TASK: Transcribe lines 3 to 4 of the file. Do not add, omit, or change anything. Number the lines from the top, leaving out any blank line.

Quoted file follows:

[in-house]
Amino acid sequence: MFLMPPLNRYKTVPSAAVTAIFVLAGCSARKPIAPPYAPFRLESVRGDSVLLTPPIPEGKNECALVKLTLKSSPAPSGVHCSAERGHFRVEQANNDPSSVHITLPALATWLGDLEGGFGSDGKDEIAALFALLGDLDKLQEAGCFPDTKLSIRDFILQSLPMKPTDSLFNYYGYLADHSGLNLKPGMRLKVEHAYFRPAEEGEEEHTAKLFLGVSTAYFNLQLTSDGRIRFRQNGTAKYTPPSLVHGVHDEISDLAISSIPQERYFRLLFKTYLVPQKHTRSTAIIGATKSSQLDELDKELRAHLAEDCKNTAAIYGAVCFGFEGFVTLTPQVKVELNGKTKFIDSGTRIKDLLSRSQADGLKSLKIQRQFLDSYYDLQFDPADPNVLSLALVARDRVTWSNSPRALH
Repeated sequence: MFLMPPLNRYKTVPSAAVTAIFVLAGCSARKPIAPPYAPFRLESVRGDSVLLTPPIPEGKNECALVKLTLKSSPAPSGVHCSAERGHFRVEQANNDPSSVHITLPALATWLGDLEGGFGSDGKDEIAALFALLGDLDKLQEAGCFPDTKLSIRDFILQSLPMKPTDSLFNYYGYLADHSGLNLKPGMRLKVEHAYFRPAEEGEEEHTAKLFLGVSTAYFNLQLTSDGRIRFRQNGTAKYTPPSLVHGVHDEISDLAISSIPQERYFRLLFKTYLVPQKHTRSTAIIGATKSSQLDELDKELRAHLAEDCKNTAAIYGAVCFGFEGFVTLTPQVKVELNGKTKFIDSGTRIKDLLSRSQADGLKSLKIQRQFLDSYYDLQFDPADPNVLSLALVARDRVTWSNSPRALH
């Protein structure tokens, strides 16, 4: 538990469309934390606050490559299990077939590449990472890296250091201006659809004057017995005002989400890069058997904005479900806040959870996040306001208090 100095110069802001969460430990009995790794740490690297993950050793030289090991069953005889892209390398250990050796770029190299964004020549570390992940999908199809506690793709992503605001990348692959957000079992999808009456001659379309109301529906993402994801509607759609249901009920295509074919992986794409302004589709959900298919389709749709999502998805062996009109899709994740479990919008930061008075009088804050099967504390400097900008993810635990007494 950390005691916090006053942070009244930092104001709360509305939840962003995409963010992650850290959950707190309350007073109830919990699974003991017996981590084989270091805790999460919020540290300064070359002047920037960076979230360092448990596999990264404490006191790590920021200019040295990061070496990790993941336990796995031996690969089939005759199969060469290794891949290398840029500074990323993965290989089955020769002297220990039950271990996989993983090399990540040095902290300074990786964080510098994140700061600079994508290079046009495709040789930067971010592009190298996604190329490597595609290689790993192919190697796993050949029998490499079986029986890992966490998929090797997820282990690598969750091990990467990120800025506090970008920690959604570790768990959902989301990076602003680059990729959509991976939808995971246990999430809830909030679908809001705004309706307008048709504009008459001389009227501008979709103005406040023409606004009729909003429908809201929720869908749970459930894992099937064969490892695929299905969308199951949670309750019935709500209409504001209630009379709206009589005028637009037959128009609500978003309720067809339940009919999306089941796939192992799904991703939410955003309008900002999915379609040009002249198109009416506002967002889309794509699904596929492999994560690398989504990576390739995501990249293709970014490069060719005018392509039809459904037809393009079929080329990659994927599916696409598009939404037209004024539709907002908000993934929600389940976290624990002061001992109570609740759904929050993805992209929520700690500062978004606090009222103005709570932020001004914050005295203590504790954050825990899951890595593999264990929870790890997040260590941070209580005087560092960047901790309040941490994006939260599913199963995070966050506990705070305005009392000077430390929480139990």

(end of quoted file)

Repeated sequence: MFLMPPLNRYKTVPSAAVTAIFVLAGCSARKPIAPPYAPFRLESVRGDSVLLTPPIPEGKNECALVKLTLKSSPAPSGVHCSAERGHFRVEQANNDPSSVHITLPALATWLGDLEGGFGSDGKDEIAALFALLGDLDKLQEAGCFPDTKLSIRDFILQSLPMKPTDSLFNYYGYLADHSGLNLKPGMRLKVEHAYFRPAEEGEEEHTAKLFLGVSTAYFNLQLTSDGRIRFRQNGTAKYTPPSLVHGVHDEISDLAISSIPQERYFRLLFKTYLVPQKHTRSTAIIGATKSSQLDELDKELRAHLAEDCKNTAAIYGAVCFGFEGFVTLTPQVKVELNGKTKFIDSGTRIKDLLSRSQADGLKSLKIQRQFLDSYYDLQFDPADPNVLSLALVARDRVTWSNSPRALH
């Protein structure tokens, strides 16, 4: 538990469309934390606050490559299990077939590449990472890296250091201006659809004057017995005002989400890069058997904005479900806040959870996040306001208090 100095110069802001969460430990009995790794740490690297993950050793030289090991069953005889892209390398250990050796770029190299964004020549570390992940999908199809506690793709992503605001990348692959957000079992999808009456001659379309109301529906993402994801509607759609249901009920295509074919992986794409302004589709959900298919389709749709999502998805062996009109899709994740479990919008930061008075009088804050099967504390400097900008993810635990007494 950390005691916090006053942070009244930092104001709360509305939840962003995409963010992650850290959950707190309350007073109830919990699974003991017996981590084989270091805790999460919020540290300064070359002047920037960076979230360092448990596999990264404490006191790590920021200019040295990061070496990790993941336990796995031996690969089939005759199969060469290794891949290398840029500074990323993965290989089955020769002297220990039950271990996989993983090399990540040095902290300074990786964080510098994140700061600079994508290079046009495709040789930067971010592009190298996604190329490597595609290689790993192919190697796993050949029998490499079986029986890992966490998929090797997820282990690598969750091990990467990120800025506090970008920690959604570790768990959902989301990076602003680059990729959509991976939808995971246990999430809830909030679908809001705004309706307008048709504009008459001389009227501008979709103005406040023409606004009729909003429908809201929720869908749970459930894992099937064969490892695929299905969308199951949670309750019935709500209409504001209630009379709206009589005028637009037959128009609500978003309720067809339940009919999306089941796939192992799904991703939410955003309008900002999915379609040009002249198109009416506002967002889309794509699904596929492999994560690398989504990576390739995501990249293709970014490069060719005018392509039809459904037809393009079929080329990659994927599916696409598009939404037209004024539709907002908000993934929600389940976290624990002061001992109570609740759904929050993805992209929520700690500062978004606090009222103005709570932020001004914050005295203590504790954050825990899951890595593999264990929870790890997040260590941070209580005087560092960047901790309040941490994006939260599913199963995070966050506990705070305005009392000077430390929480139990």